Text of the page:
Jeff Brewington was afraid to sign up for Pop Warner football when he was 7, but after some encouragement from his father he has gone on to play college football for Williams, one of the most prestigious liberal arts colleges in the nation.
“I really enjoyed watching the game, but I was afraid to play when I was younger,” Brewington said. “But at the same time I was always tackling my dad in the house trying to show off how good I was at football. He signed me up one day.”
On the car ride to that first practice, Brewington described himself as “pretty rattled,” nervous of messing up or getting yelled at by a coach. But as the season went on, he found that he liked the game and the friends he made playing it.
Brewington played with the Dorchester Pop Warner Eagles for five years until eighth grade. Then he joined Boston’s METCO Program, which brings students from city neighborhoods to suburban public schools. Brewington attended Wayland High School and played football there.
Coaches and administrators were influential in Brewington’s life, he said. But his number one teacher, in sports and in life, was his dad, he said.
A high school football player himself, Brewington’s father, also named Jeff Brewington, taught his son how to be a quarterback, how to keep calm when things go awry, and kept him humble by letting him know how he could improve, the younger Brewington said.
“He was the first person and a lasting person who was always there,” he said.
Before his sophomore year at Wayland, Brewington went to the Boston College Football Camp. While there, scouts from Williams took him aside and said there could be a spot for him at the college as long as his grades stayed up to par.
“After they showed interest in me, I did my research on them and found out how great an opportunity it was to go to Williams,” Brewington said. “After that it was a no-brainer.”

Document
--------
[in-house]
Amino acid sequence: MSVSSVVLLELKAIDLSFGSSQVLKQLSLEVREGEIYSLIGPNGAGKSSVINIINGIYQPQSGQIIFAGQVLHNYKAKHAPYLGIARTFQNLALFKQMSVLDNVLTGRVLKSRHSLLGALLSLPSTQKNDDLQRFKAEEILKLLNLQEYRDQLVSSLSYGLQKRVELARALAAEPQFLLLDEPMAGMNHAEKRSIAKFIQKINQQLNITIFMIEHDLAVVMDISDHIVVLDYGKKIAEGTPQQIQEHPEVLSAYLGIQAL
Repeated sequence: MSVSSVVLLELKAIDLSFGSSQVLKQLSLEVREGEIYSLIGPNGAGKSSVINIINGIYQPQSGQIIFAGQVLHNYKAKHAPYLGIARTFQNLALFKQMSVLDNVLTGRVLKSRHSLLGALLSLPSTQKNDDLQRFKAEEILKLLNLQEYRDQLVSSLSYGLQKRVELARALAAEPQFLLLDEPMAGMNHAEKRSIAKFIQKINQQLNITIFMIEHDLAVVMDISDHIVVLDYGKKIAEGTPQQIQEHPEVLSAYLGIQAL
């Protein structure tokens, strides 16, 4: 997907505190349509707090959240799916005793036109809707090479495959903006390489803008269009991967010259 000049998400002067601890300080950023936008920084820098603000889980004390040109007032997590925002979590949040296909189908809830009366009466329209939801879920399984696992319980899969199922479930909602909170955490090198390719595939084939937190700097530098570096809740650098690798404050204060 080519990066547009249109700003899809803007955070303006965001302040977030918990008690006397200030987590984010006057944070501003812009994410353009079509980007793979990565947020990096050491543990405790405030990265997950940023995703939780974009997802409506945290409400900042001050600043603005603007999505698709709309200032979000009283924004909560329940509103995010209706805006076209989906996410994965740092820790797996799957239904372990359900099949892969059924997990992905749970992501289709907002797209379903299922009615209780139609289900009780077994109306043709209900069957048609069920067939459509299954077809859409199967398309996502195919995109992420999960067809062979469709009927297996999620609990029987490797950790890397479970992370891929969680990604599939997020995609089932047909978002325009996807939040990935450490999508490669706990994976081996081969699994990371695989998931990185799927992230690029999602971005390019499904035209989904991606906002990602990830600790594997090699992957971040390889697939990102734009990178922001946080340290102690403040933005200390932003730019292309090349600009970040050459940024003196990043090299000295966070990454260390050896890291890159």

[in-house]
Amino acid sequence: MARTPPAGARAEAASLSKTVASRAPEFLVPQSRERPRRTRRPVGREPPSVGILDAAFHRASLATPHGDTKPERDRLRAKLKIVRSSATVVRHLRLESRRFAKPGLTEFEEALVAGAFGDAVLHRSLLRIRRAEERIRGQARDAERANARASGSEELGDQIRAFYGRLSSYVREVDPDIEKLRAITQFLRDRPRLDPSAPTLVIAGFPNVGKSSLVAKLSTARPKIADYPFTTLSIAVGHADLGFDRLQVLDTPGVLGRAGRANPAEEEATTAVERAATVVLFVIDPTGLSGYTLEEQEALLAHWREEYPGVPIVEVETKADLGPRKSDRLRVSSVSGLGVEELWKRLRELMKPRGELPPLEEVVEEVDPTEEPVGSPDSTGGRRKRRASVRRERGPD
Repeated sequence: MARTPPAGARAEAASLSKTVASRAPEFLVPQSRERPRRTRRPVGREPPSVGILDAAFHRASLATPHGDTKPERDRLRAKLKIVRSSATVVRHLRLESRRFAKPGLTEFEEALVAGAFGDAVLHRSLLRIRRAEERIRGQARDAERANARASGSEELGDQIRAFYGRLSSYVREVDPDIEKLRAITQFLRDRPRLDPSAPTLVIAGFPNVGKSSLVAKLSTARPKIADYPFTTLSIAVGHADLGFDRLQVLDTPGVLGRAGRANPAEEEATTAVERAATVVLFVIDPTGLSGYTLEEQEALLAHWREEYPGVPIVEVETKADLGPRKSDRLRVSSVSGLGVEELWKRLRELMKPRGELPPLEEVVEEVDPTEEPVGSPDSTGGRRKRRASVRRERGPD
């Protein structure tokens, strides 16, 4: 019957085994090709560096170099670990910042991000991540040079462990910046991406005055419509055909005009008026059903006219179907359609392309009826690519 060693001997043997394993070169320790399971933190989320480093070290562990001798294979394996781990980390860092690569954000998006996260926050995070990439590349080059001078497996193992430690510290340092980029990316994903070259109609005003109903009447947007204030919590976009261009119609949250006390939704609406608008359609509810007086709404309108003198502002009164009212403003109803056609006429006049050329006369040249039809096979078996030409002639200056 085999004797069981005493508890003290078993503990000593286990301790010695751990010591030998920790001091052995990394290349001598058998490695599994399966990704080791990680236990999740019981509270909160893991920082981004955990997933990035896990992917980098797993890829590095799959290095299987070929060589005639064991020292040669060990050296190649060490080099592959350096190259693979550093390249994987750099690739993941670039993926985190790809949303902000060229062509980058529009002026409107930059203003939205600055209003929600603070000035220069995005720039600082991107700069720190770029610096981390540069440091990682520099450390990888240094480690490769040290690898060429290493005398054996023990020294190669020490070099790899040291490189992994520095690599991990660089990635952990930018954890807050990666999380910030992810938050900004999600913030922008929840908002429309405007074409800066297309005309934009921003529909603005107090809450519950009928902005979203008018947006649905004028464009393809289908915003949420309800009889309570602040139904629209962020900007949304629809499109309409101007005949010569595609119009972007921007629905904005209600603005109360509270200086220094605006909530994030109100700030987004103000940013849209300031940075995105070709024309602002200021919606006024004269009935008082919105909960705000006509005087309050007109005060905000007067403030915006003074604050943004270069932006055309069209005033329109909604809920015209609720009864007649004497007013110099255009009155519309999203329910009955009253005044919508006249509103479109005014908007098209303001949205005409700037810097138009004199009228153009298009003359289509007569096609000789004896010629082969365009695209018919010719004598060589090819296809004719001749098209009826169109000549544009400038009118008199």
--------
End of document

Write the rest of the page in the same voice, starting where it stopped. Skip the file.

Brewington switched from quarterback to wide receiver when he got to Williams, which he said opened his mind to other aspects of the game. Off the field, Brewington, now a senior, is a math and chemistry double major.
Course work takes up between four and six hours per evening, Brewington said.
“I’ve had to learn how to balance academics with athletics in an environment where both fields are very demanding,” he said.
With his football career at an end this year, Brewington is focused on the future. He hopes to go into teaching and coaching at the high school level, and is thinking about joining Teach for America.
One of his biggest memories from playing for Williams is playing in the Williams-Amherst games.
“We have this irrational hate for each other,” Brewington said of Williams and Amherst students. “We hate each other because we’re supposed to, and when we get a chance to compete and be better than them, academically or in sports, it just brings the best out of either side.”
Brewington’s time at Williams has been different than his time growing up in Dorchester. He faced challenges with local crime and robberies he found mentally and emotionally wearing, he said.
“My family and I have had possessions of ours taken from us,” Brewington said. “At times like that, it was really tough, but having to deal with those things every day at a young age helped me put life issues in perspective.”
As far as advice to others, Brewington said, “keep pressing forward” and “don’t make excuses.”
“It’s so easy to lay down and give up when the cards are stacked against you,” Brewington said. “If you keep looking for a way, you are going to find one. No excuses and don’t give up.”
Brewington’s father said he could not be happier with his son’s decision to attend Williams.
“Bryant University had offered him a full scholarship to play there and he chose Williams because it was a better school and he really thought about his future,” the older Brewington said.
Watching his son play football for Williams was an excellent experience for him, as well.
“It did my heart really good to know that he was able to play at the next level at a school where he was going to get a really good education,” he said.
He added that signing his son up for football was one of the ways he and his wife tried to keep him clear of drugs, gang activity, and other challenges that can present themselves in the neighborhoods of Dorchester.
“He’s been a kid with a good head on his shoulders,” Brewington said of his son. “He has thought beyond what you thought a kid would think; it seems he’s always seen the bigger picture at the end of it all.”